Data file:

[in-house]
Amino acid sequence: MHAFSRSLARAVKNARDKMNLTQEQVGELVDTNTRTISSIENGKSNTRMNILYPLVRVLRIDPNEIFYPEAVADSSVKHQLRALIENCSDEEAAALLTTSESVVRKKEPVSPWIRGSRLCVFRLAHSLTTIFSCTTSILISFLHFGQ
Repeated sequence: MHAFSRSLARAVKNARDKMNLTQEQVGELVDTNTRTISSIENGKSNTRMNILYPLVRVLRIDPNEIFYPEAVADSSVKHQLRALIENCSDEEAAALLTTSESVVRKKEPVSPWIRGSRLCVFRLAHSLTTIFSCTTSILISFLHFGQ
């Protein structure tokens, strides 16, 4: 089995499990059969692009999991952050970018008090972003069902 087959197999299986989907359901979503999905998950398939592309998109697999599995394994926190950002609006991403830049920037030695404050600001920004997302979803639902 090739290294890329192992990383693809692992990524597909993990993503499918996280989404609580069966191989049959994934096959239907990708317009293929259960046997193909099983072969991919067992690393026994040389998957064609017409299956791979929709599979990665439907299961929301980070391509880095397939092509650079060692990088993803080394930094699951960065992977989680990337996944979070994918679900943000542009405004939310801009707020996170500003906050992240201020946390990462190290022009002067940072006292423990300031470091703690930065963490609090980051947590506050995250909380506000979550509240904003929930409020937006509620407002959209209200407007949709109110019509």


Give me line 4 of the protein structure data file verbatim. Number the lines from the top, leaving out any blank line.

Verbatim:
């Protein structure tokens, strides 16, 4: 089995499990059969692009999991952050970018008090972003069902 087959197999299986989907359901979503999905998950398939592309998109697999599995394994926190950002609006991403830049920037030695404050600001920004997302979803639902 090739290294890329192992990383693809692992990524597909993990993503499918996280989404609580069966191989049959994934096959239907990708317009293929259960046997193909099983072969991919067992690393026994040389998957064609017409299956791979929709599979990665439907299961929301980070391509880095397939092509650079060692990088993803080394930094699951960065992977989680990337996944979070994918679900943000542009405004939310801009707020996170500003906050992240201020946390990462190290022009002067940072006292423990300031470091703690930065963490609090980051947590506050995250909380506000979550509240904003929930409020937006509620407002959209209200407007949709109110019509």